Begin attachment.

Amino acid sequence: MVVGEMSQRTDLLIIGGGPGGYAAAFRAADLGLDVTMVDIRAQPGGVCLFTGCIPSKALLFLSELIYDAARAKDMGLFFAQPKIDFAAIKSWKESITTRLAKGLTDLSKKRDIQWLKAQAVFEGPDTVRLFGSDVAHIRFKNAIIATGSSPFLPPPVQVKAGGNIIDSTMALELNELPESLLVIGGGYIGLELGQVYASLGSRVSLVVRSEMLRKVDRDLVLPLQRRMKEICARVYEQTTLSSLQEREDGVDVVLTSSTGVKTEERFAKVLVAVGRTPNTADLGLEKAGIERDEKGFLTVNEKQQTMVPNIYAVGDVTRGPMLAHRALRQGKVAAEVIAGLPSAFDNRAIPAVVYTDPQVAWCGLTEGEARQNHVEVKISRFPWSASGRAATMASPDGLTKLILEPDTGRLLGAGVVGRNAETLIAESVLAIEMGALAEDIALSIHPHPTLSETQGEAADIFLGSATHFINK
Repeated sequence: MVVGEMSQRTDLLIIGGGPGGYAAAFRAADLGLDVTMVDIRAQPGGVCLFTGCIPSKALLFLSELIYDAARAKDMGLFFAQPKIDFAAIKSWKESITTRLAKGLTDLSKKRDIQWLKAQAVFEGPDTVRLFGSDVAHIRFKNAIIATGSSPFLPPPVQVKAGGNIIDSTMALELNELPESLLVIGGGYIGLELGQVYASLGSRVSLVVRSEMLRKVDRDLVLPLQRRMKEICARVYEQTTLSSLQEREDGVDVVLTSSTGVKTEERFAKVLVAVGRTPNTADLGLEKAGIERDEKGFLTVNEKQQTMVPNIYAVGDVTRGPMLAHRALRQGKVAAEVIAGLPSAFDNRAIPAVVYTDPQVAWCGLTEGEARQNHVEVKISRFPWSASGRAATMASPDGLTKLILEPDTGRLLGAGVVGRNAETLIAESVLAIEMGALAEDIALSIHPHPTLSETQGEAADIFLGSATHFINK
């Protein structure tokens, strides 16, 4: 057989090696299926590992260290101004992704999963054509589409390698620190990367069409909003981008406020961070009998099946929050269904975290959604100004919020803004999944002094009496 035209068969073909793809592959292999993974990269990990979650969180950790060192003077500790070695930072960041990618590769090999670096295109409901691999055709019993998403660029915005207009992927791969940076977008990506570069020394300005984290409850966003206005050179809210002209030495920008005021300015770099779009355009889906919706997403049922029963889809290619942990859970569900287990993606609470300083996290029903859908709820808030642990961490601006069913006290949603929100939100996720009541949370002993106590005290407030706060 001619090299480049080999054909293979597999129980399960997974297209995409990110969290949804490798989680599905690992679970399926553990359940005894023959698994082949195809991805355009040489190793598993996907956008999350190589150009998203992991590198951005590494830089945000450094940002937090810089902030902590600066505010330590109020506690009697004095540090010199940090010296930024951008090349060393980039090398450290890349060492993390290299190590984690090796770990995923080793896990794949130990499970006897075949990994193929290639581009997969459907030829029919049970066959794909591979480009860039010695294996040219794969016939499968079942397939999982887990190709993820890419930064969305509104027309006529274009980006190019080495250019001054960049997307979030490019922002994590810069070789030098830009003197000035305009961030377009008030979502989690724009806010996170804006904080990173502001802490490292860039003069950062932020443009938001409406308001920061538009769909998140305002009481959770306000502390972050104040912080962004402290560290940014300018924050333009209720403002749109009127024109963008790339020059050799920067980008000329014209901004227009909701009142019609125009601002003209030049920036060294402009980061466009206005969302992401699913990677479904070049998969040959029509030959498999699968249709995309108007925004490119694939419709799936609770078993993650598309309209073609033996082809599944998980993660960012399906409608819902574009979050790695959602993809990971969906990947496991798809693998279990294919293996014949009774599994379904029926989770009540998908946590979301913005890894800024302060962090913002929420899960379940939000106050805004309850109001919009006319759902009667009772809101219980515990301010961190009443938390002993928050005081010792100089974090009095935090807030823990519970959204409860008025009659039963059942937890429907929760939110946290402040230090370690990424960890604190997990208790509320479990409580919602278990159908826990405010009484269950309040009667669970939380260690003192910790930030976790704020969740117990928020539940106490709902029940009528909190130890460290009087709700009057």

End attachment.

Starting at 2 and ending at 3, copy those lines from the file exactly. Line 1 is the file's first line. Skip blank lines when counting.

Repeated sequence: MVVGEMSQRTDLLIIGGGPGGYAAAFRAADLGLDVTMVDIRAQPGGVCLFTGCIPSKALLFLSELIYDAARAKDMGLFFAQPKIDFAAIKSWKESITTRLAKGLTDLSKKRDIQWLKAQAVFEGPDTVRLFGSDVAHIRFKNAIIATGSSPFLPPPVQVKAGGNIIDSTMALELNELPESLLVIGGGYIGLELGQVYASLGSRVSLVVRSEMLRKVDRDLVLPLQRRMKEICARVYEQTTLSSLQEREDGVDVVLTSSTGVKTEERFAKVLVAVGRTPNTADLGLEKAGIERDEKGFLTVNEKQQTMVPNIYAVGDVTRGPMLAHRALRQGKVAAEVIAGLPSAFDNRAIPAVVYTDPQVAWCGLTEGEARQNHVEVKISRFPWSASGRAATMASPDGLTKLILEPDTGRLLGAGVVGRNAETLIAESVLAIEMGALAEDIALSIHPHPTLSETQGEAADIFLGSATHFINK
């Protein structure tokens, strides 16, 4: 057989090696299926590992260290101004992704999963054509589409390698620190990367069409909003981008406020961070009998099946929050269904975290959604100004919020803004999944002094009496 035209068969073909793809592959292999993974990269990990979650969180950790060192003077500790070695930072960041990618590769090999670096295109409901691999055709019993998403660029915005207009992927791969940076977008990506570069020394300005984290409850966003206005050179809210002209030495920008005021300015770099779009355009889906919706997403049922029963889809290619942990859970569900287990993606609470300083996290029903859908709820808030642990961490601006069913006290949603929100939100996720009541949370002993106590005290407030706060 001619090299480049080999054909293979597999129980399960997974297209995409990110969290949804490798989680599905690992679970399926553990359940005894023959698994082949195809991805355009040489190793598993996907956008999350190589150009998203992991590198951005590494830089945000450094940002937090810089902030902590600066505010330590109020506690009697004095540090010199940090010296930024951008090349060393980039090398450290890349060492993390290299190590984690090796770990995923080793896990794949130990499970006897075949990994193929290639581009997969459907030829029919049970066959794909591979480009860039010695294996040219794969016939499968079942397939999982887990190709993820890419930064969305509104027309006529274009980006190019080495250019001054960049997307979030490019922002994590810069070789030098830009003197000035305009961030377009008030979502989690724009806010996170804006904080990173502001802490490292860039003069950062932020443009938001409406308001920061538009769909998140305002009481959770306000502390972050104040912080962004402290560290940014300018924050333009209720403002749109009127024109963008790339020059050799920067980008000329014209901004227009909701009142019609125009601002003209030049920036060294402009980061466009206005969302992401699913990677479904070049998969040959029509030959498999699968249709995309108007925004490119694939419709799936609770078993993650598309309209073609033996082809599944998980993660960012399906409608819902574009979050790695959602993809990971969906990947496991798809693998279990294919293996014949009774599994379904029926989770009540998908946590979301913005890894800024302060962090913002929420899960379940939000106050805004309850109001919009006319759902009667009772809101219980515990301010961190009443938390002993928050005081010792100089974090009095935090807030823990519970959204409860008025009659039963059942937890429907929760939110946290402040230090370690990424960890604190997990208790509320479990409580919602278990159908826990405010009484269950309040009667669970939380260690003192910790930030976790704020969740117990928020539940106490709902029940009528909190130890460290009087709700009057």